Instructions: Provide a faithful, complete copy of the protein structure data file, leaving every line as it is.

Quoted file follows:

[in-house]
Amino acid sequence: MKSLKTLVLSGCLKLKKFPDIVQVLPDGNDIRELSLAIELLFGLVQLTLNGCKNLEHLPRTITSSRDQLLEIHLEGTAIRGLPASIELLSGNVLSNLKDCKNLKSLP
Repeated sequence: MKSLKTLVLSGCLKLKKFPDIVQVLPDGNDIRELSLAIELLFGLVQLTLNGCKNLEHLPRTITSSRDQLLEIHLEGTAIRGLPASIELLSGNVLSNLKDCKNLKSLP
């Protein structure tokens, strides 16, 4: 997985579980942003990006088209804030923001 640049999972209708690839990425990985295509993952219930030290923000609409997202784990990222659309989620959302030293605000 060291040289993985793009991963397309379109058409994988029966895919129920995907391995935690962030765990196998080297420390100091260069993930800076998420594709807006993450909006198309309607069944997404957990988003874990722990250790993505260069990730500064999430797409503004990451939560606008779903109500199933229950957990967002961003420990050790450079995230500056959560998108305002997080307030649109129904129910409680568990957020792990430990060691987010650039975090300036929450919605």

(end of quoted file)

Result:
[in-house]
Amino acid sequence: MKSLKTLVLSGCLKLKKFPDIVQVLPDGNDIRELSLAIELLFGLVQLTLNGCKNLEHLPRTITSSRDQLLEIHLEGTAIRGLPASIELLSGNVLSNLKDCKNLKSLP
Repeated sequence: MKSLKTLVLSGCLKLKKFPDIVQVLPDGNDIRELSLAIELLFGLVQLTLNGCKNLEHLPRTITSSRDQLLEIHLEGTAIRGLPASIELLSGNVLSNLKDCKNLKSLP
């Protein structure tokens, strides 16, 4: 997985579980942003990006088209804030923001 640049999972209708690839990425990985295509993952219930030290923000609409997202784990990222659309989620959302030293605000 060291040289993985793009991963397309379109058409994988029966895919129920995907391995935690962030765990196998080297420390100091260069993930800076998420594709807006993450909006198309309607069944997404957990988003874990722990250790993505260069990730500064999430797409503004990451939560606008779903109500199933229950957990967002961003420990050790450079995230500056959560998108305002997080307030649109129904129910409680568990957020792990430990060691987010650039975090300036929450919605």